I took a break from my 'round-the-clock Oktoberfest preparations last week to attend what has become an annual event for me -- the first day of school at St. Mary.

I took a break from my 'round-the-clock Oktoberfest preparations last week to attend what has become an annual event for me -- the first day of school at St. Mary.

For the last three years I've been asked to attend a wonderful opening ceremony of sorts at the school that involves lots of well-wishing for the first grade students about to embark upon a momentous endeavor.

The ceremony is to welcome the first graders to what is the beginning of their formal education. Each grade welcomes them in their own way -- with songs, puzzles, poems, you name it, and they wish the first graders luck in what will undoubtedly be a memorable year (for the parents anyway).

All of this surrounds the Schul-tuete, or "school cone" that each first grade student receives.

It's a German tradition dating to the early 1800s and St. Mary adopted it several years ago under the leadership of fourth-grade teacher Mrs. Cotter.

The idea behind the Schultuete is to add sweetness to the first day of school and alleviate any nerves or concerns about being a "big kid" while celebrating the importance of education.

The Schultuete is a cone-shaped gift that's filled with sweets, toys, and other goodies all secured for the kids to open. Incidentally, the cones are nearly as big as most of the kids.

Each first-grader is presented their cone, then marches off to have their photo taken, all under the watchful eye of the older students who have imparted their sage advice on what it's like to be in school.

Some tips from the second-graders -- those arguably the most knowledgeable since they were most recently in the first grade -- were "listen to your teacher" and "you'll miss your friends at the end of the year." Invaluable indeed.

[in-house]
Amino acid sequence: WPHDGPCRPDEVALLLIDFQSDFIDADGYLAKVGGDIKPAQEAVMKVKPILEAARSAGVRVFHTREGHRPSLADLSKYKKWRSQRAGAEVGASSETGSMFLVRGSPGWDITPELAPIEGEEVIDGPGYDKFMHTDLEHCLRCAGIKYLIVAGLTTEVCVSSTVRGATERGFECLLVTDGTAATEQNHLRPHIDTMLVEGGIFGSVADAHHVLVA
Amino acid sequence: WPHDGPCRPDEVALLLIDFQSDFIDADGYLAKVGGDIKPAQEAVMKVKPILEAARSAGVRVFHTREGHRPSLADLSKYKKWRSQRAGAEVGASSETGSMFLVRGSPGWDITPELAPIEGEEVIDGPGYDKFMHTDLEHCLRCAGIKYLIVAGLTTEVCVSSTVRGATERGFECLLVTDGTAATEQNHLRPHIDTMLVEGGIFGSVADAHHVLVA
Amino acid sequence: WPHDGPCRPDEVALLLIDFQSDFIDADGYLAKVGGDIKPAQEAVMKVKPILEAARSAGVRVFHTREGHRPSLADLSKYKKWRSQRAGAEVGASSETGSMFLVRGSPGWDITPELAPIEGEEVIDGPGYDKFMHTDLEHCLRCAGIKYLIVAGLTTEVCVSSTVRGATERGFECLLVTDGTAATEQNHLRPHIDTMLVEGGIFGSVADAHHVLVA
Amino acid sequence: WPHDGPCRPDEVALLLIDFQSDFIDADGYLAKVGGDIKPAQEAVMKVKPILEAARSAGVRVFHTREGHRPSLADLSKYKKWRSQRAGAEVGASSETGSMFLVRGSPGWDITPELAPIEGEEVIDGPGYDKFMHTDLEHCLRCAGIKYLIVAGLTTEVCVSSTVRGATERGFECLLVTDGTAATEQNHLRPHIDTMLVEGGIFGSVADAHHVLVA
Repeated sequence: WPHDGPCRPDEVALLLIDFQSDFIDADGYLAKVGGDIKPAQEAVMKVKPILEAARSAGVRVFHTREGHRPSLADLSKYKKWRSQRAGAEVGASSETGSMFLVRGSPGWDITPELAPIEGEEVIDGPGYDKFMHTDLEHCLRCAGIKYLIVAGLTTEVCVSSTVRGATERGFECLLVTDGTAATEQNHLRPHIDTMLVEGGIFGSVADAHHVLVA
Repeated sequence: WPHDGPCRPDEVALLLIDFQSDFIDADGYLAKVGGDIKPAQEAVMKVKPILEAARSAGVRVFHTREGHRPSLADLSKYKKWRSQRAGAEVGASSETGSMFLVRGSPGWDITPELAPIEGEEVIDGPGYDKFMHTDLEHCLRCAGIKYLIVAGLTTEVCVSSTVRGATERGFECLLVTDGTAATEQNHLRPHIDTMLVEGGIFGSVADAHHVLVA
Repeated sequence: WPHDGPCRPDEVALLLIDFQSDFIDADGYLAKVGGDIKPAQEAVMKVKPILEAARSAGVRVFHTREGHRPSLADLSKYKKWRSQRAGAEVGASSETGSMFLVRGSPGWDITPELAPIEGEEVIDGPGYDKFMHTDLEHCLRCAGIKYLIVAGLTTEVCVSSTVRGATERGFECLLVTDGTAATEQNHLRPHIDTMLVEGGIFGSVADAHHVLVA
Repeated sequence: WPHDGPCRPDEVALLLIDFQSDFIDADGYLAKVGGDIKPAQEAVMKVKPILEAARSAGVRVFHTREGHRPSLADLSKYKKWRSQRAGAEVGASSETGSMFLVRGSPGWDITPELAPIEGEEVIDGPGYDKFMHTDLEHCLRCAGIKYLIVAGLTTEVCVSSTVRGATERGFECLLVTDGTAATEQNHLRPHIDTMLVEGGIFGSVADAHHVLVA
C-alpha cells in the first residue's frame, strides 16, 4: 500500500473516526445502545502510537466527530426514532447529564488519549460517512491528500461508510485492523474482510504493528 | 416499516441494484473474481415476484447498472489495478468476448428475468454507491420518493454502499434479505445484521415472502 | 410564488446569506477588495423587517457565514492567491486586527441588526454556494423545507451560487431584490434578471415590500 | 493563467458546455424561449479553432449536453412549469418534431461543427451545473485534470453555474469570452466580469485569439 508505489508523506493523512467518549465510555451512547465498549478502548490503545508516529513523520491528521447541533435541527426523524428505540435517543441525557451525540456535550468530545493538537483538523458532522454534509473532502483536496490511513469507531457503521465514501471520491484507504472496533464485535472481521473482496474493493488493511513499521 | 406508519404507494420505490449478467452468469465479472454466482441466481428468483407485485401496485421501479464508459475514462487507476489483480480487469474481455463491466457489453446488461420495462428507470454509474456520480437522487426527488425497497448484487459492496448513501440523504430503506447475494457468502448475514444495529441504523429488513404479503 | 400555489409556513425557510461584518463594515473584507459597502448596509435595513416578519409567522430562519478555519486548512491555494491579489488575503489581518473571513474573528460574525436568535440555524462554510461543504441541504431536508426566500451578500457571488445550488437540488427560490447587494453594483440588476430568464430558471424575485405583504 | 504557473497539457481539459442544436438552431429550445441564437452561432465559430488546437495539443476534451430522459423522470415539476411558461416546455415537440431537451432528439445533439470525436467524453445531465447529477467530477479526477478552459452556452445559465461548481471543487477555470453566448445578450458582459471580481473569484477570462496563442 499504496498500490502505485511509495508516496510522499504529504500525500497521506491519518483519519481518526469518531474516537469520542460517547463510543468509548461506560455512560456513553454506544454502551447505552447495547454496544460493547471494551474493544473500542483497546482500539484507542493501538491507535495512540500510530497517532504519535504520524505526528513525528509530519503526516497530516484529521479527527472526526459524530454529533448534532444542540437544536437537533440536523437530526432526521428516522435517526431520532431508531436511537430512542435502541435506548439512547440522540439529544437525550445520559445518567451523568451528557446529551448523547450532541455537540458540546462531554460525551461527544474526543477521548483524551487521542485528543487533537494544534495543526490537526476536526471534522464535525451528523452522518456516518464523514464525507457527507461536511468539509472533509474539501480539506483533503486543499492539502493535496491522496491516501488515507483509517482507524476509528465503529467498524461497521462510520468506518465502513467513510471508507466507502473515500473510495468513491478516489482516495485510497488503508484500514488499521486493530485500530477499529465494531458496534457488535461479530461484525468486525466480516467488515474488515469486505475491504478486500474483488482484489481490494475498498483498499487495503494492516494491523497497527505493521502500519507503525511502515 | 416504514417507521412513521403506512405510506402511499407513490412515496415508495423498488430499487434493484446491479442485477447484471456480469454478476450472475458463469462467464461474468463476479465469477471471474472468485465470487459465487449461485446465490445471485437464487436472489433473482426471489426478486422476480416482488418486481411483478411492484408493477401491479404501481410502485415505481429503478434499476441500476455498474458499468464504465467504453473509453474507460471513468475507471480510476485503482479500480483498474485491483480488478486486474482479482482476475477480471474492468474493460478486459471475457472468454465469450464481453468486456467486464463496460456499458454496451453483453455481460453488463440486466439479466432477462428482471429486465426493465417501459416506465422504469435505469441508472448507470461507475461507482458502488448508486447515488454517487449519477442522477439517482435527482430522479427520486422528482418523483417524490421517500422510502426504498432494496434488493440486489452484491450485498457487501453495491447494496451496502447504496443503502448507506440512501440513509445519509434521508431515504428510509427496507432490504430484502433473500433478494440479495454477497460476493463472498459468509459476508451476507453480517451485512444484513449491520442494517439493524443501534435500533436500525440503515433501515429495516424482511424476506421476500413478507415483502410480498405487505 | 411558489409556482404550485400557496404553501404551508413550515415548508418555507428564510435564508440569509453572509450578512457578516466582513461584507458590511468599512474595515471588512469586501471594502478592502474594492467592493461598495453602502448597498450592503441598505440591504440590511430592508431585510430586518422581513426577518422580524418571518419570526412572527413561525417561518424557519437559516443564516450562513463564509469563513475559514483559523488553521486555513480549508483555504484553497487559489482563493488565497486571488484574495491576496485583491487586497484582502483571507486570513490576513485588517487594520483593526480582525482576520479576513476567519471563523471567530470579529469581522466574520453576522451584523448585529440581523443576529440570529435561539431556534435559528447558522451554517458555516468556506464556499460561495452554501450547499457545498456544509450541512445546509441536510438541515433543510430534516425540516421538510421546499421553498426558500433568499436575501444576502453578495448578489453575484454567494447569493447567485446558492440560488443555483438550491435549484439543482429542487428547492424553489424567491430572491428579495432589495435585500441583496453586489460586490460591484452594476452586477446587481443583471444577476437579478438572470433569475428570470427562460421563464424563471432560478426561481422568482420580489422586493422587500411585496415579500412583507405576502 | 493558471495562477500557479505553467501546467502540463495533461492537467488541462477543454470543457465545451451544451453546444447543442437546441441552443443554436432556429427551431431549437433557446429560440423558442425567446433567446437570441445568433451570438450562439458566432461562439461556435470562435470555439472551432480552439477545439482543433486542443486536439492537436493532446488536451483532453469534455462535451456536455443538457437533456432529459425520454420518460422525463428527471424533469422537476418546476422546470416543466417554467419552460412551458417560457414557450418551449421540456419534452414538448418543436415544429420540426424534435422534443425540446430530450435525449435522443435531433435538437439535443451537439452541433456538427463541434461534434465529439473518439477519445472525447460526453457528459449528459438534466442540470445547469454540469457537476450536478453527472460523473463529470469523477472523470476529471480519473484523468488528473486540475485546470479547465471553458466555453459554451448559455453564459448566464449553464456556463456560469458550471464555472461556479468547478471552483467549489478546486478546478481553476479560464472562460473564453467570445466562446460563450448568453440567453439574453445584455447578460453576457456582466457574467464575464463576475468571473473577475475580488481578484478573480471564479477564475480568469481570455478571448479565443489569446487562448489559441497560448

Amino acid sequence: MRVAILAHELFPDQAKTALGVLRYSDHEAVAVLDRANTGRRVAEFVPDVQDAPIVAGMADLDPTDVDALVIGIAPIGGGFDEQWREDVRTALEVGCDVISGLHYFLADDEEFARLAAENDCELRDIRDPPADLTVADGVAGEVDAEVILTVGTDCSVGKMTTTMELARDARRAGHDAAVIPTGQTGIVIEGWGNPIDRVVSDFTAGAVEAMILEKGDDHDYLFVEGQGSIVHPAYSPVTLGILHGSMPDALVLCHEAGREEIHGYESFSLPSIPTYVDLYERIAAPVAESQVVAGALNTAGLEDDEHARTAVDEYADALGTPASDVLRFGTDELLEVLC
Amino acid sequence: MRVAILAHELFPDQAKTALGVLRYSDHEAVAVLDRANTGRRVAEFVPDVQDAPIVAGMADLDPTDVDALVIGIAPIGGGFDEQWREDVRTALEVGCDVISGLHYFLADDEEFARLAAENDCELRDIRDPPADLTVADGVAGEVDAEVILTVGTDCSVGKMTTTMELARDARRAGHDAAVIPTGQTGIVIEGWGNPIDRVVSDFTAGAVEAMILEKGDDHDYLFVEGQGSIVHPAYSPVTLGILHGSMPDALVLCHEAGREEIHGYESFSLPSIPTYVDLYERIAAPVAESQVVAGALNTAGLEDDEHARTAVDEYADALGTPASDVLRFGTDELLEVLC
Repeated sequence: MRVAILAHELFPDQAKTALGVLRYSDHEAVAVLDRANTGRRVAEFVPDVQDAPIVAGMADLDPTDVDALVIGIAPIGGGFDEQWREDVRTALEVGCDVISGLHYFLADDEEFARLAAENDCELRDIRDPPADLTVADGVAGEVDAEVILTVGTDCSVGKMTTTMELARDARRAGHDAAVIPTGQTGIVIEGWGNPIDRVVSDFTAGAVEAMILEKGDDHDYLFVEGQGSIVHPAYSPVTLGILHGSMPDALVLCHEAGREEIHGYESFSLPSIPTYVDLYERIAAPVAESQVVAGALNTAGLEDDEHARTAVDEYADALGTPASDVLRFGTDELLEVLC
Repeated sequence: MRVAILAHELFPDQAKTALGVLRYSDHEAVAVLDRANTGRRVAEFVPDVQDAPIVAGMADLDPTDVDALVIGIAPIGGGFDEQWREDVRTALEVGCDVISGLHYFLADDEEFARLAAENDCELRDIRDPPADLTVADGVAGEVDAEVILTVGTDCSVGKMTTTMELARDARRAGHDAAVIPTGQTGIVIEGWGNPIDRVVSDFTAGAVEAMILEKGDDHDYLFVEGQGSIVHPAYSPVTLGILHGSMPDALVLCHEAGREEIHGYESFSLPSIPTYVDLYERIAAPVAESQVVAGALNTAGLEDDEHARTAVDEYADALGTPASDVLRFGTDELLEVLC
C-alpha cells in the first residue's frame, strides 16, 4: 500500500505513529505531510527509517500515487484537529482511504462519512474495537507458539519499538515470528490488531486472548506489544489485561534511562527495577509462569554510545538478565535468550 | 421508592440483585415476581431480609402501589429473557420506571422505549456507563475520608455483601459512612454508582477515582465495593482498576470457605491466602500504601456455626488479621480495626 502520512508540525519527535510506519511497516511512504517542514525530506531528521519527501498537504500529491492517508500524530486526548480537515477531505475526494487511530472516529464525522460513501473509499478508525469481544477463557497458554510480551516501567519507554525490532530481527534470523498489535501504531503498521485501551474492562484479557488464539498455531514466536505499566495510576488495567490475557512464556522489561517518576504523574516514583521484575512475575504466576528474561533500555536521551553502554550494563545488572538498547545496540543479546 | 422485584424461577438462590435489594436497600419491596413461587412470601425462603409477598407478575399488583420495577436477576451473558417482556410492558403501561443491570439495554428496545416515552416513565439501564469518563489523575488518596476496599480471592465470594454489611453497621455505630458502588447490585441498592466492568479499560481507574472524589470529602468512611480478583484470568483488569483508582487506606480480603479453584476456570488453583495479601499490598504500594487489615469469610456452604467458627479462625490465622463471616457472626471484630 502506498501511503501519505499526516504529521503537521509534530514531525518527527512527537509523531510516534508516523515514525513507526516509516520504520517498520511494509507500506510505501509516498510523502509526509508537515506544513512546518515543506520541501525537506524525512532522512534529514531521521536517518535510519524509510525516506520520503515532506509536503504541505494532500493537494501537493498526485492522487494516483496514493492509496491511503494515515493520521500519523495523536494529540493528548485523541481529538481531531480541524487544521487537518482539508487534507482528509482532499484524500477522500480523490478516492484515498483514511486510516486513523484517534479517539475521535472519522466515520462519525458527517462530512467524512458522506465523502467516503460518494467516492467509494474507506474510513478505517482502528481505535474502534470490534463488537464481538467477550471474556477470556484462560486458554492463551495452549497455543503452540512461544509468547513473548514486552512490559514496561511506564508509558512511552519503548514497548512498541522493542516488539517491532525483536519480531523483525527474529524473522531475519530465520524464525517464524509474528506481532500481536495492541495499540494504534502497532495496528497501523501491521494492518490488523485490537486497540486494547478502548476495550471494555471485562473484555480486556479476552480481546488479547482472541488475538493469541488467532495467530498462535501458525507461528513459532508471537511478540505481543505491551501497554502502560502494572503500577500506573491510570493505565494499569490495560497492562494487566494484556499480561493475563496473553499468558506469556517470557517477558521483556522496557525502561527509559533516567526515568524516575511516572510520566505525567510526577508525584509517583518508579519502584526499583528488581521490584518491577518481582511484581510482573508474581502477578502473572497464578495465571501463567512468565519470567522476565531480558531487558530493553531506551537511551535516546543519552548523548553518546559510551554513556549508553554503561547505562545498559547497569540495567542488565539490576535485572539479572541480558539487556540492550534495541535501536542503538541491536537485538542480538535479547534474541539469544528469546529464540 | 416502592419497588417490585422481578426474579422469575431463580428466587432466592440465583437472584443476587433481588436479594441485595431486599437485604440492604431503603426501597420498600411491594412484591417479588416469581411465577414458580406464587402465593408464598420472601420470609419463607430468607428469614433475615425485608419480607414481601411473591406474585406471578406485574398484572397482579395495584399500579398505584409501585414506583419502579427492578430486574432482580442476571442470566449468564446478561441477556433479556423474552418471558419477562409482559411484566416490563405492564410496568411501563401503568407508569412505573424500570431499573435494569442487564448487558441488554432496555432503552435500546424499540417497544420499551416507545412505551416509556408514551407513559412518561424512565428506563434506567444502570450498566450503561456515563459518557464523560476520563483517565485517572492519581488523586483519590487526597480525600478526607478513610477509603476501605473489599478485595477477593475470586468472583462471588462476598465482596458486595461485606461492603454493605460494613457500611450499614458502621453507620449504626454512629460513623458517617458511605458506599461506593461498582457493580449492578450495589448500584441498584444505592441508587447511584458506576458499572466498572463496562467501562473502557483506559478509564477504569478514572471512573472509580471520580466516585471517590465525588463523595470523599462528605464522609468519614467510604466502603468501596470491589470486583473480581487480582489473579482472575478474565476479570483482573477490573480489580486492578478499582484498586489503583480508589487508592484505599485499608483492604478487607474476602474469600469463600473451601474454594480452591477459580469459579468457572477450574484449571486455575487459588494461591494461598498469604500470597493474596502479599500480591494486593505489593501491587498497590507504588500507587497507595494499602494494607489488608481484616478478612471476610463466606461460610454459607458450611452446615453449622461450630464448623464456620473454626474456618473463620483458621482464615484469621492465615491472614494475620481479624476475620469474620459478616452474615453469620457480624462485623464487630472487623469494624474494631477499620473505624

The ceremony ends with the kindergarten students hanging tiny Schultueten on the Schultueten Baum (think Christmas tree) to nurture them and watch them grow throughout the school year. Then when they're grown completely, its' time for them to be picked on the first day of school next year.

It's a ceremony that brings German culture into an environment so heavy with German history and tradition. St. Mary students learn very early (literally day one) about a bit of German heritage and will carry that with them throughout their time in German Village.

And you thought Oktoberfest was the only German celebration in town! But speaking of OktoberfestÉ

All of our planning is falling into place, and we're working out some minor details at this point. The map is set, the vendors are ready to go, the bands are booked. Now it's just a matter of everything arriving on site intact and ready to meet a crowd!

We'd love to have as many German Villagers as possible involved in Oktoberfest, so please plan to attend and even better, plan to volunteer. It's a good time, you'll share in camaraderie and all the Polka you can stand, and you'll be contributing to the Society's biggest fundraiser which helps to fund our programming throughout the rest of the year.

But most importantly, you'll see and be seen at the Best Party in Town! See you there ~ Sept. 5, 6, and 7 at Genoa Park on the Riverfront!

Jody Graichen is the interim executive director of the German Village Society and columnist for ThisWeek German Village.

Jody

Graichen